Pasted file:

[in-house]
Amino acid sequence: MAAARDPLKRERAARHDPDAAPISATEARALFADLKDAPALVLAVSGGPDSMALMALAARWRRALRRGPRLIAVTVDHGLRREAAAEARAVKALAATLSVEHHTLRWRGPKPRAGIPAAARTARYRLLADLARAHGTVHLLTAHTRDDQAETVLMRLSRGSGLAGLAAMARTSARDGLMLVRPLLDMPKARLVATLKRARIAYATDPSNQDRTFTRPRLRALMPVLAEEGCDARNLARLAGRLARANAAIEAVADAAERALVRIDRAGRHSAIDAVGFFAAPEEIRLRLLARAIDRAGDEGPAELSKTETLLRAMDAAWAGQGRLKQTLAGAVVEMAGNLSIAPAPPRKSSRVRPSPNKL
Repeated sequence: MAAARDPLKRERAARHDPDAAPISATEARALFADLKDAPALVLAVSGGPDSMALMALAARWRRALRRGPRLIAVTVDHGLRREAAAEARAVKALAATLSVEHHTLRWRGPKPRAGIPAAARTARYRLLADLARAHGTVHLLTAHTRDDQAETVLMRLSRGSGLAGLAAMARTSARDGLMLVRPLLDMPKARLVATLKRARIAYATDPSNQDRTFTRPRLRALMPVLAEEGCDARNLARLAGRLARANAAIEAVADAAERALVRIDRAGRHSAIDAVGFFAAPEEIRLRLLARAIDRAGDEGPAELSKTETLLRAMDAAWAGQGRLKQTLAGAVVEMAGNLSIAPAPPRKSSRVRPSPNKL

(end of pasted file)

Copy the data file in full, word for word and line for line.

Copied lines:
[in-house]
Amino acid sequence: MAAARDPLKRERAARHDPDAAPISATEARALFADLKDAPALVLAVSGGPDSMALMALAARWRRALRRGPRLIAVTVDHGLRREAAAEARAVKALAATLSVEHHTLRWRGPKPRAGIPAAARTARYRLLADLARAHGTVHLLTAHTRDDQAETVLMRLSRGSGLAGLAAMARTSARDGLMLVRPLLDMPKARLVATLKRARIAYATDPSNQDRTFTRPRLRALMPVLAEEGCDARNLARLAGRLARANAAIEAVADAAERALVRIDRAGRHSAIDAVGFFAAPEEIRLRLLARAIDRAGDEGPAELSKTETLLRAMDAAWAGQGRLKQTLAGAVVEMAGNLSIAPAPPRKSSRVRPSPNKL
Repeated sequence: MAAARDPLKRERAARHDPDAAPISATEARALFADLKDAPALVLAVSGGPDSMALMALAARWRRALRRGPRLIAVTVDHGLRREAAAEARAVKALAATLSVEHHTLRWRGPKPRAGIPAAARTARYRLLADLARAHGTVHLLTAHTRDDQAETVLMRLSRGSGLAGLAAMARTSARDGLMLVRPLLDMPKARLVATLKRARIAYATDPSNQDRTFTRPRLRALMPVLAEEGCDARNLARLAGRLARANAAIEAVADAAERALVRIDRAGRHSAIDAVGFFAAPEEIRLRLLARAIDRAGDEGPAELSKTETLLRAMDAAWAGQGRLKQTLAGAVVEMAGNLSIAPAPPRKSSRVRPSPNKL